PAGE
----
You may have noticed that the terms Alzheimer’s and dementia often are used interchangeably. While the two conditions can be similar, they also encompass important differences.

Experts note that both conditions remain a mystery in many ways, which explains in part why they sometimes are mistaken for each other. While researchers say they need more information to fully understand Alzheimer’s and other forms of dementia, they have uncovered the basic mechanisms for each disease.

Alzheimer’s Disease: A Common Cause of Dementia

According to the World Health Organization, Alzheimer’s disease may contribute to as many as 70 percent of all dementia diagnoses. Alzheimer’s is, in fact, the most common cause of dementia. Some 5 million Americans have received an Alzheimer’s diagnosis, and the disease ranks in the top six causes of death.

Alzheimer’s impairs the function of the brain, particularly the portions controlling behavior, movement, language, memory, judgment and abstract thought. As the disease gradually harms the brain, the disease progresses and causes worsening symptoms of dementia.

How can you tell if your loved one suffers from Alzheimer’s? The Alzheimer’s Association lists the following symptoms:

  • Trouble remembering names, activities and conversations that occurred recently.
  • Changes in behavior, including depression and apathy.
  • Confusion, disorientation and poor communication abilities.
  • Problems with walking, talking and speaking.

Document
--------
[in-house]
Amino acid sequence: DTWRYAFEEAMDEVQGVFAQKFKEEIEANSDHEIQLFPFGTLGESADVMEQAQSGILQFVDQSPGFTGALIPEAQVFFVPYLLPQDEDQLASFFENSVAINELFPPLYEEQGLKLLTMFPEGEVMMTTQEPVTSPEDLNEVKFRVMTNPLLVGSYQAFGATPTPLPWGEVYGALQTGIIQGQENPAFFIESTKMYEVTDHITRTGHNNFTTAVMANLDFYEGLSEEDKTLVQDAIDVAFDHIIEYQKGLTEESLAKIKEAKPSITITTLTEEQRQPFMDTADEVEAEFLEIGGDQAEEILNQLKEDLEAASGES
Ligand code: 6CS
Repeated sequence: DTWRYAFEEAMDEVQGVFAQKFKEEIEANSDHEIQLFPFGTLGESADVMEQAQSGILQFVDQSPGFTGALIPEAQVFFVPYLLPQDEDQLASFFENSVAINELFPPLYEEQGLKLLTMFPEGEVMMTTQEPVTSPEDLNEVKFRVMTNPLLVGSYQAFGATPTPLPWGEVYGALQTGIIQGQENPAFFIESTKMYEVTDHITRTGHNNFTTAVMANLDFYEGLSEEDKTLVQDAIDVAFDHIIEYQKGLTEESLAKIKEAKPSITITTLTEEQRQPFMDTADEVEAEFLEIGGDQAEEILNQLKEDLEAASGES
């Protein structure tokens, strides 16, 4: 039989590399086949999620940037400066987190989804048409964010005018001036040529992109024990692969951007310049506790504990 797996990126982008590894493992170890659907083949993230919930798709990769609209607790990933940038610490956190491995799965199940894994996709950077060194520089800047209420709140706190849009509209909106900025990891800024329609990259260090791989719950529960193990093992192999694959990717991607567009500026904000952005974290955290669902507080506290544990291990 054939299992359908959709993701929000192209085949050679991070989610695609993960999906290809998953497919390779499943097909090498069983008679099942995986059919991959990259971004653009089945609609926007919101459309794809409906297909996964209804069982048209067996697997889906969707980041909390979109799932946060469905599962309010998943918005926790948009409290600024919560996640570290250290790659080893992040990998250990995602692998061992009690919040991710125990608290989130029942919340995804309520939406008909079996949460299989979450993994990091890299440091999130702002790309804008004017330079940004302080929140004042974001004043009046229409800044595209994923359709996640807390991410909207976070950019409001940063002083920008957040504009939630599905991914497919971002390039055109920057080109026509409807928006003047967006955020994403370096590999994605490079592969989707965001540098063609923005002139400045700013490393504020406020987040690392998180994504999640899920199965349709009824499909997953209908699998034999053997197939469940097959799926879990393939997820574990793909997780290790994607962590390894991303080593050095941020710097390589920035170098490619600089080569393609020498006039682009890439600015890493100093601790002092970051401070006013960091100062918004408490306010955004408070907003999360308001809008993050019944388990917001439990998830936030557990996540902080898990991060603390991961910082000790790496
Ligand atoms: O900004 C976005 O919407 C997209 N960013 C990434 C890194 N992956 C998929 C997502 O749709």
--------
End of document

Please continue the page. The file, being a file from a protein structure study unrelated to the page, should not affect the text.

This irreversible disease progresses slowly and typically begins well before the appearance of symptoms. While most cases manifest in seniors, early-onset Alzheimer’s can strike individuals between the ages of 30 and 60.

Dementia: A Blanket Term

Globally, more than 47 million people suffer from dementia, and doctors diagnose nearly 8 million new cases annually. Rather than referring to one specific disease, dementia describes a set of symptoms – such as memory problems – associated with cognitive deterioration.

Alzheimer’s is a common cause of dementia. Others include Parkinson’s and Huntington’s diseases, Creutzfeldt-Jakob disease, vitamin deficiencies and drug interactions.

If your loved one is suffering from dementia, you may notice:

  • Loss of memory and language abilities
  • Personality and mood changes
  • Confusion
  • Inability to control emotions
  • Motor function and coordination problems
  • Hallucinations
  • Social withdrawal
  • Agitation and paranoia

In addition to Alzheimer’s, other forms of dementia can impact seniors. For example, vascular dementia – also referred to as post-stroke dementia – is not as common as Alzheimer’s. The first symptom typically is not memory loss, but rather an impairment of decision-making, planning or organizational abilities. Brain damage such as blocked blood vessels causes the condition.

For a doctor to diagnose dementia, a patient must demonstrate severe problems with two or more functions of the brain – for instance, language and memory. In diagnosis, medical professionals use a variety of screening tools, including evaluations of mental status, blood tests, brain scans and testing of neuropsychological functioning.

Unlike Alzheimer’s disease, dementia is reversible in some cases, depending on the cause. For example, a medical professional may be able to treat – and even reverse – dementia caused by a medication interaction or a nutrient deficiency.

If your loved one is experiencing memory loss, confusion, diminished motor skills or other symptoms that could indicate dementia or Alzheimer’s disease, see your doctor as soon as possible.